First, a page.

This research project, which started in September 2014 and ran for three years, was the first to document and analyse the impact of cultural rights provisions in Kenya’s new constitution on Kenyan society and its heritage sector, producing analysis, policy recommendations and empirical data that we hope will be of use locally and internationally. It was based at The Open University (UK) and funded by the ESRC (Economic and Social Research Council). It has now ended, and all team members have left The Open University. (Some new contact details are given under Contact Us.)
Led by Principal Investigator Dr Lotte Hughes, the research team was made up of British, Canadian, South African and Kenyan scholars, from different disciplinary backgrounds including history, anthropology, human rights law, museums and heritage studies (see People). The project was affiliated to the University of Nairobi, which we warmly thank for their support.
The 2010 constitution, approved in a public referendum in August 2010, enshrines rights to cultural heritage which Kenyans have never previously enjoyed. The constitution has the potential to democratise and decentralise heritage management by devolving powers to 47 new county governments; this process began in 2013 and is still underway. Our study aimed, as implementation proceeded, to examine connections between the ways in which citizens exercised cultural rights, and social cohesion and national peace prospects. Devolution became a central focus.
When we began the study, civil society groups were planning to use the constitution to assert rights and make a variety of claims; for example, for the return of ‘ancestral’ land, access to sacred sites, safeguards for intellectual property, and protection for endangered languages. Conversely, some groups such as Councils of Elders were unhappy with the constitution’s ban on harmful cultural practices, for example, and wanted to see that reversed. They were also unhappy that the constitution did not hand them greater powers.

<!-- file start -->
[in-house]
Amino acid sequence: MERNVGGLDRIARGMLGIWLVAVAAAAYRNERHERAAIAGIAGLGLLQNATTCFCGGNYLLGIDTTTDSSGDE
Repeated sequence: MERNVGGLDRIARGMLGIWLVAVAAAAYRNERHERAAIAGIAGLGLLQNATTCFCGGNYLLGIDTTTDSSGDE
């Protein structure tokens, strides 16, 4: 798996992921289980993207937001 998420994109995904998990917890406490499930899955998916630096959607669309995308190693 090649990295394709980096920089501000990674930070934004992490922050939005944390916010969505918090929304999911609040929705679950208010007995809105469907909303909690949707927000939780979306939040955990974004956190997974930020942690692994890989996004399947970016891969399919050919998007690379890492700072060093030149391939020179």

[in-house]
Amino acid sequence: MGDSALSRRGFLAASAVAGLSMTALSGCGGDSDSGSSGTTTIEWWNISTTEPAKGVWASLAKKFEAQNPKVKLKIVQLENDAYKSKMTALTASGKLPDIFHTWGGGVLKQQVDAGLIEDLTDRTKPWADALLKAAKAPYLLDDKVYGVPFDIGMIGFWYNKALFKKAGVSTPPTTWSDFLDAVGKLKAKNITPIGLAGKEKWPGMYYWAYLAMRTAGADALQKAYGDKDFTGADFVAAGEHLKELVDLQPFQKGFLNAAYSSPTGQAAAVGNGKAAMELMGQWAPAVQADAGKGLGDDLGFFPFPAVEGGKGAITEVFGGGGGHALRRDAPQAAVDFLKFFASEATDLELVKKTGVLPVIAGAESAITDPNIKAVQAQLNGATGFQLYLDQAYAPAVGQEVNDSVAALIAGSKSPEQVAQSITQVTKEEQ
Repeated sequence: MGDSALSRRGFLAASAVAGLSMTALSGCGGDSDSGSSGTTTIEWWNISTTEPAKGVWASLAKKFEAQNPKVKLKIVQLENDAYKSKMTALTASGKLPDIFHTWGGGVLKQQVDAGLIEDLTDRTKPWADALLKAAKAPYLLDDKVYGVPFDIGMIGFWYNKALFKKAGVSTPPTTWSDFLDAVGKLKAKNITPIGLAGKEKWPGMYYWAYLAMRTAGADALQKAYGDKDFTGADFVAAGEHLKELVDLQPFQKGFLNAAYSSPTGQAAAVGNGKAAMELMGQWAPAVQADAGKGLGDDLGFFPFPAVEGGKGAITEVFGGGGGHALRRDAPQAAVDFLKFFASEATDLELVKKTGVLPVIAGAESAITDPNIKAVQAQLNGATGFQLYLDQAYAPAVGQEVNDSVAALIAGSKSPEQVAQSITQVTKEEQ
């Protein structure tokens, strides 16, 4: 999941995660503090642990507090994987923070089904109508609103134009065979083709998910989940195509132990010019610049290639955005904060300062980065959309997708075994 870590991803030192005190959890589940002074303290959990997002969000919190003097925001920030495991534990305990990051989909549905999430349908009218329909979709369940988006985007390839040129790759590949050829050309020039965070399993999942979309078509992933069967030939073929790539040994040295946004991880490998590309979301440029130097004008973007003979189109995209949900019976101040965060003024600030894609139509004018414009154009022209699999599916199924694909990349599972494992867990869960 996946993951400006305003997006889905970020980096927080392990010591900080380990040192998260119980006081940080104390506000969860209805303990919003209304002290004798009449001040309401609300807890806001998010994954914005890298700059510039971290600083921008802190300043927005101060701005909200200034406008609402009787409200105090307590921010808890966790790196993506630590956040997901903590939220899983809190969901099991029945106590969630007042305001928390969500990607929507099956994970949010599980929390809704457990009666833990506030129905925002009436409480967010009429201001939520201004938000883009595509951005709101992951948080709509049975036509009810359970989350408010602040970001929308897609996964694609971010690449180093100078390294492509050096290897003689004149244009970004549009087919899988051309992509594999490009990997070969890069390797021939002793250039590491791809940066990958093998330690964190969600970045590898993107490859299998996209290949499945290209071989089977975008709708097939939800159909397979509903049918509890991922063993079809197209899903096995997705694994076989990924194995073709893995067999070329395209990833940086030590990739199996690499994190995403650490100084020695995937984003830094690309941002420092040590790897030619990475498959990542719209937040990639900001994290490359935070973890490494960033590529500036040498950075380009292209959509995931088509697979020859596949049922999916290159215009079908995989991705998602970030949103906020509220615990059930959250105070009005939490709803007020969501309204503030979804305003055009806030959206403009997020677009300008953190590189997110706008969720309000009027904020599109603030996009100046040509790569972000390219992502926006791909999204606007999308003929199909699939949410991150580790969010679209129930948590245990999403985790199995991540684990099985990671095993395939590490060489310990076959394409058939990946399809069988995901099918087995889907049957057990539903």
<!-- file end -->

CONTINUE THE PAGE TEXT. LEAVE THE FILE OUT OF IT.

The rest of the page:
While positive in some respects, since culture can be a tool for development and peace building, there are dangers that claims to cultural rights could lead to the further concretisation of ‘tribe’ and essentialised ethnic identity, the promotion of sub-nationalist (‘tribal’) identities, a clash between human rights and cultural rights (especially where women’s and children’s rights are concerned), a retreat into deeper ethnic enclaves and the hardening of ethnicised territorial boundaries. (Some of this has come to pass.) Any of these may exacerbate social tensions and sabotage peace and unification efforts. Yet the aim of the constitution was the exact opposite: to unite the nation.
The research set out to examine and analyse these processes and the public debates and discourses around them, mapping the impact as constitutional provisions are both implemented and interpreted. It involved multi-sited fieldwork and archival work in the UK and Kenya.